There have also been advances in fluorescent lighting with electronic ballasts and high output lamps. If you are still using the same standard lamps (T12’s) that have been around for many years, you are going to have a problem finding them and the ballasts because they are being discontinued. Fixtures can be retrofitted to accept the new thinner T8’s with electronic ballasts. There are also companies out there who will bid for your electric business, which could save you even more.

Switching telephone technologies. I have five different businesses, all with different phone and fax lines. I never paid that much attention because it was a fixed cost. But that was old-school thinking. New school, we have begun looking into VoIP, voice over Internet protocol. We will probably save another $10,000 to $20,000 per year. We don’t have this one figured out yet, so please chime in if you have suggestions.

Switching locations. I’ve written about it before, but it bears repeating. Real estate costs have dropped dramatically over the last three years. Have you checked out the market? I have significantly reduced my warehouse/factory cost, and I have better space.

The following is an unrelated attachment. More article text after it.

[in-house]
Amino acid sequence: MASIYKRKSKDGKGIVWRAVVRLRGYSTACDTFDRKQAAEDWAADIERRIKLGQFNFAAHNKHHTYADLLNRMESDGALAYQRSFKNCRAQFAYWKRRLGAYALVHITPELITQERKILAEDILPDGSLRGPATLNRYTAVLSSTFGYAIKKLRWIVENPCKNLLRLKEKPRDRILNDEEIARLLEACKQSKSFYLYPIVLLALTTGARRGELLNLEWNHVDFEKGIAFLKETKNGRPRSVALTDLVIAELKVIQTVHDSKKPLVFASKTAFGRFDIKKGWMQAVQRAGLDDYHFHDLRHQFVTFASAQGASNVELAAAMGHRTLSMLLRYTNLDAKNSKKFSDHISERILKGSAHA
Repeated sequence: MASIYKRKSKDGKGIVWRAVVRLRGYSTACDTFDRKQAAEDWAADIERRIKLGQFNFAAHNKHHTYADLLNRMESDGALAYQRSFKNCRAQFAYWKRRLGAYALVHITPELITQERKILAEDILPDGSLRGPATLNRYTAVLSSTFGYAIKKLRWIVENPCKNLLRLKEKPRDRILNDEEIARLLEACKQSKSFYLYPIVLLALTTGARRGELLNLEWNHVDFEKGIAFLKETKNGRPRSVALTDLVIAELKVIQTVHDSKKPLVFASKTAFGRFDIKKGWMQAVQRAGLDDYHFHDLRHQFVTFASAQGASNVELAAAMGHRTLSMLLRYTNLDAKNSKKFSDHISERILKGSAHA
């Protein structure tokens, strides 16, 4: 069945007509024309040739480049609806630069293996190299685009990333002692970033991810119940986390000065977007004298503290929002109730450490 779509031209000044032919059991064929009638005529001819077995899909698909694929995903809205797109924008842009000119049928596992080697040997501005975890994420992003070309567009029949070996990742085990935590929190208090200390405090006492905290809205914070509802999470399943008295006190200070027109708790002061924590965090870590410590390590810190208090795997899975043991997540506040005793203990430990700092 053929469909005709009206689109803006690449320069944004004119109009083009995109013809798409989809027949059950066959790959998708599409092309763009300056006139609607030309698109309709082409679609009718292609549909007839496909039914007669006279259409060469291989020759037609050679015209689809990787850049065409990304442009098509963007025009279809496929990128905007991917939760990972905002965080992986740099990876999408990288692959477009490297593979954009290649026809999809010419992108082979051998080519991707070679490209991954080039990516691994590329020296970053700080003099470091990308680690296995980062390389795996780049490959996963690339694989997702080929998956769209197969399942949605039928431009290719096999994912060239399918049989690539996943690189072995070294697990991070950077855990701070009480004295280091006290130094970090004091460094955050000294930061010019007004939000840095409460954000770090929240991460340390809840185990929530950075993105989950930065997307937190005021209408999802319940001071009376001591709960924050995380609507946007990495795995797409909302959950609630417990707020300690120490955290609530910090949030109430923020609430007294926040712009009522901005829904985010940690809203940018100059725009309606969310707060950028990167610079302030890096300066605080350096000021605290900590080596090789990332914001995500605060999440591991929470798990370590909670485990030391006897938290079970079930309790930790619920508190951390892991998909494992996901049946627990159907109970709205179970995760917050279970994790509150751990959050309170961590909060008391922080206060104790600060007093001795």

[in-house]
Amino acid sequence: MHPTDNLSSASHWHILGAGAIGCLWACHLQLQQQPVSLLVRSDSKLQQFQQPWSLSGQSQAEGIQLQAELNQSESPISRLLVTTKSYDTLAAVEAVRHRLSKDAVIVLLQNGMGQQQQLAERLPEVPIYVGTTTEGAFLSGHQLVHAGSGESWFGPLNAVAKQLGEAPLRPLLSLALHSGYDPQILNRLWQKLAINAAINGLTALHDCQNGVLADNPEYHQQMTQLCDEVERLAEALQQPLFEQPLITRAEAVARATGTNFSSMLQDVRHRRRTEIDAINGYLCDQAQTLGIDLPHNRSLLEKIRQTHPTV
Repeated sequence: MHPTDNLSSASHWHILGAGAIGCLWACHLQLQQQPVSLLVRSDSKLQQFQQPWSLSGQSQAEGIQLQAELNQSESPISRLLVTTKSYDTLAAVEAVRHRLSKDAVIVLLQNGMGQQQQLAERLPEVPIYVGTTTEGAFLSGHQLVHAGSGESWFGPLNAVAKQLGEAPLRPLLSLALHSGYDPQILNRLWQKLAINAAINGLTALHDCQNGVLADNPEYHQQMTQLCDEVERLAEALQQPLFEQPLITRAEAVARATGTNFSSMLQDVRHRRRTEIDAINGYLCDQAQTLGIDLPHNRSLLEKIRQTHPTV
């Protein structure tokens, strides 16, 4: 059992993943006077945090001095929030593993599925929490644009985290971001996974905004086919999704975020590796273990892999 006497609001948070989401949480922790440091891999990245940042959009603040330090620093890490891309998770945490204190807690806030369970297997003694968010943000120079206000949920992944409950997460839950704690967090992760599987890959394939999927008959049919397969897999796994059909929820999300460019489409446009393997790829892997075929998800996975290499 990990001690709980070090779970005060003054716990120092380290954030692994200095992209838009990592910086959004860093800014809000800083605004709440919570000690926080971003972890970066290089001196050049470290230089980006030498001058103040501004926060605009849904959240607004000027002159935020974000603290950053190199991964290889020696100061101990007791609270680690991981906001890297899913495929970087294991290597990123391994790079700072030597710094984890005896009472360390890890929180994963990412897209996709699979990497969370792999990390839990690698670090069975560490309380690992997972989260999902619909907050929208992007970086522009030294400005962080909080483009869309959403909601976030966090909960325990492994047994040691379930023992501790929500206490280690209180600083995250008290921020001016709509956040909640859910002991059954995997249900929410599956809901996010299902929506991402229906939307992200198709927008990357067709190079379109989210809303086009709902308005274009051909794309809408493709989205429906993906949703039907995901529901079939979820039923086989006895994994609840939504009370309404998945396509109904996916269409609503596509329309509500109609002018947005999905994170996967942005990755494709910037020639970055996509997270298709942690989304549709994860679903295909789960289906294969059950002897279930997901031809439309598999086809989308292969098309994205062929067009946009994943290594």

Many businesses have gotten leaner over the last several years and have gotten hungrier for new business. We have gone through every fixed and variable cost to be sure that we are taking advantage of the new climate. I guess you could call that making lemonade out of lemons.

The bottom line, literally, is that profit is revenue minus expenses. Most entrepreneurs spend their time chasing new business. It is equally effective to chase expenses. Have you had any savings breakthroughs?

Please tell us!

Jay Goltz owns five small businesses in Chicago.